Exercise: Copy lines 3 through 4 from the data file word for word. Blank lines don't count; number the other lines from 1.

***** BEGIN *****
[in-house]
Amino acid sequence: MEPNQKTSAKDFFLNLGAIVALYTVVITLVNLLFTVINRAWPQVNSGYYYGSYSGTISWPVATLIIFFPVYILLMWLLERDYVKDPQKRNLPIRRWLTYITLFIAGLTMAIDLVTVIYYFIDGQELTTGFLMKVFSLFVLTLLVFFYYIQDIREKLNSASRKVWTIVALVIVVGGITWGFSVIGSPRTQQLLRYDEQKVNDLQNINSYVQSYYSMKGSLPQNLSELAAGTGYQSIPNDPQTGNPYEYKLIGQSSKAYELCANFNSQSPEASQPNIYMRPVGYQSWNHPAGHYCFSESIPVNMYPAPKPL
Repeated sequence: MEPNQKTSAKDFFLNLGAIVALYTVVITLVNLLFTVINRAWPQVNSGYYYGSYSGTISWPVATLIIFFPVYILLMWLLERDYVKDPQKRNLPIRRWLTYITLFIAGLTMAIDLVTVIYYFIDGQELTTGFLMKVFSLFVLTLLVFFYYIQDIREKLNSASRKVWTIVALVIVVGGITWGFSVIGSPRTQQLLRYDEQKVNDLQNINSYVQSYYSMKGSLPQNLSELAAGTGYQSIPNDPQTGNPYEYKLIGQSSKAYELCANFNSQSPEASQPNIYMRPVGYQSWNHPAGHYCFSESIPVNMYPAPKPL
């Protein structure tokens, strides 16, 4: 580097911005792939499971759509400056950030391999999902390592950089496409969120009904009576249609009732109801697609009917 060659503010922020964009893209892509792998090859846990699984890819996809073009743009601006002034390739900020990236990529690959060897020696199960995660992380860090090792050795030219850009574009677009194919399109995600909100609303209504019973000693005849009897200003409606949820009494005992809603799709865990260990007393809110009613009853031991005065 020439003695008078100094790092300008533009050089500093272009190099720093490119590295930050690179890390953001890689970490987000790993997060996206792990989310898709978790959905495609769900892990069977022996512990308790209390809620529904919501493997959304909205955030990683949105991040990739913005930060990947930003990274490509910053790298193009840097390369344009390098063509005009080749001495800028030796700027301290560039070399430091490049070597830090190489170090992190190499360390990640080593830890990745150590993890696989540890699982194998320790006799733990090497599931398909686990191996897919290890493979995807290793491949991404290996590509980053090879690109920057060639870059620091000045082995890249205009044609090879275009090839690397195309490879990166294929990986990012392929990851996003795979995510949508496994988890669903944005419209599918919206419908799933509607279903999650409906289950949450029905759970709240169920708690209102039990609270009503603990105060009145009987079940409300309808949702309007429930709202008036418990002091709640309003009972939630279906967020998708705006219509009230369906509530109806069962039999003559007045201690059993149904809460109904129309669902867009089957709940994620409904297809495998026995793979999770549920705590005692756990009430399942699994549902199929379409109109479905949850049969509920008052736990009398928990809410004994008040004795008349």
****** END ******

Repeated sequence: MEPNQKTSAKDFFLNLGAIVALYTVVITLVNLLFTVINRAWPQVNSGYYYGSYSGTISWPVATLIIFFPVYILLMWLLERDYVKDPQKRNLPIRRWLTYITLFIAGLTMAIDLVTVIYYFIDGQELTTGFLMKVFSLFVLTLLVFFYYIQDIREKLNSASRKVWTIVALVIVVGGITWGFSVIGSPRTQQLLRYDEQKVNDLQNINSYVQSYYSMKGSLPQNLSELAAGTGYQSIPNDPQTGNPYEYKLIGQSSKAYELCANFNSQSPEASQPNIYMRPVGYQSWNHPAGHYCFSESIPVNMYPAPKPL
């Protein structure tokens, strides 16, 4: 580097911005792939499971759509400056950030391999999902390592950089496409969120009904009576249609009732109801697609009917 060659503010922020964009893209892509792998090859846990699984890819996809073009743009601006002034390739900020990236990529690959060897020696199960995660992380860090090792050795030219850009574009677009194919399109995600909100609303209504019973000693005849009897200003409606949820009494005992809603799709865990260990007393809110009613009853031991005065 020439003695008078100094790092300008533009050089500093272009190099720093490119590295930050690179890390953001890689970490987000790993997060996206792990989310898709978790959905495609769900892990069977022996512990308790209390809620529904919501493997959304909205955030990683949105991040990739913005930060990947930003990274490509910053790298193009840097390369344009390098063509005009080749001495800028030796700027301290560039070399430091490049070597830090190489170090992190190499360390990640080593830890990745150590993890696989540890699982194998320790006799733990090497599931398909686990191996897919290890493979995807290793491949991404290996590509980053090879690109920057060639870059620091000045082995890249205009044609090879275009090839690397195309490879990166294929990986990012392929990851996003795979995510949508496994988890669903944005419209599918919206419908799933509607279903999650409906289950949450029905759970709240169920708690209102039990609270009503603990105060009145009987079940409300309808949702309007429930709202008036418990002091709640309003009972939630279906967020998708705006219509009230369906509530109806069962039999003559007045201690059993149904809460109904129309669902867009089957709940994620409904297809495998026995793979999770549920705590005692756990009430399942699994549902199929379409109109479905949850049969509920008052736990009398928990809410004994008040004795008349």